Adil Shah, realising that it was impossible to overpower the might of Vijayanagara decided to deceive them through decoy river crossing operations. This strategy proved effective and the Bahmani army managed to tie up the cannons of the Vijayanagara forces with solid iron chains. 

Rama Raya led from the front and ordered his army to attack the Bahamani forces. He sat on his throne placed upon the elephant. 

He bombastically motivated his soldiers with the war cry, “We are not cowards to be scared of this insignificant war! Go on, fight!” But that didn’t work either. It had begun to take its toll. Rama Raya quickly realised this, he dismounted and spread out a vast heap of gold, precious stones, coins and declared that the one who displays the maximum valour would be rewarded with untold wealth and would be royally honoured. This motivation helped breathe fresh zest into the soldiers who began hacking their way into the Bahamani force. The left flank of the Bahamani force was decimated and what was left of it, began to retreat.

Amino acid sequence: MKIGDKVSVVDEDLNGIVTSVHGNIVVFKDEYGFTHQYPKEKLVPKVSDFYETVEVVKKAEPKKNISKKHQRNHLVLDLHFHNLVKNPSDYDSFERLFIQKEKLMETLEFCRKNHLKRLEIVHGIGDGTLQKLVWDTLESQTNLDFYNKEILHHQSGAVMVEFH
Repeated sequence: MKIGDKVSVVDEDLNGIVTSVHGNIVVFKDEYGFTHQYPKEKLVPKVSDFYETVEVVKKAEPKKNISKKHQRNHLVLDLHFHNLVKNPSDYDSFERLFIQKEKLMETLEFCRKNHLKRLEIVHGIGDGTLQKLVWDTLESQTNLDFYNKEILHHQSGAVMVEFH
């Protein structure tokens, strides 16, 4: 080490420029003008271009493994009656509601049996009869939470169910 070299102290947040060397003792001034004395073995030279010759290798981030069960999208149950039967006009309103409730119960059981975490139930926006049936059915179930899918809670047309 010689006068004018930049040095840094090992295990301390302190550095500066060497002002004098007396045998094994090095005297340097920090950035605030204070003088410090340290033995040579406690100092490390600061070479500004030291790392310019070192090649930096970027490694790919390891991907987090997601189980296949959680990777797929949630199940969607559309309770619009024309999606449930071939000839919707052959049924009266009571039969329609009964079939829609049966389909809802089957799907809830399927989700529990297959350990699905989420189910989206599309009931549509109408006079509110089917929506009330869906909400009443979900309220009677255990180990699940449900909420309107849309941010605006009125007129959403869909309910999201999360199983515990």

When this happened, the combined forces of Nizam Shah, Qutub Shah, Ali Adil Shah and Ali Barid attacked the Vijayanagara army which was continually gaining an upper hand. Ali Adil Shah managed to chase away Rama Raya’s brother. He then turned his attention to Rama Raya. He attacked Rama Raya from the rear while Qutub Shah and Nizam Shah faced him head on. Even as the battle raged on, an enormous chunk of Muslim soldiers in Rama Raya’s army either defected to the enemy camp or deserted him by refusing to fight on the side of the “Hindu” army. This was apparently motivated by the notorious Gilani brothers, who were among Rama Raya’s trusted commanders.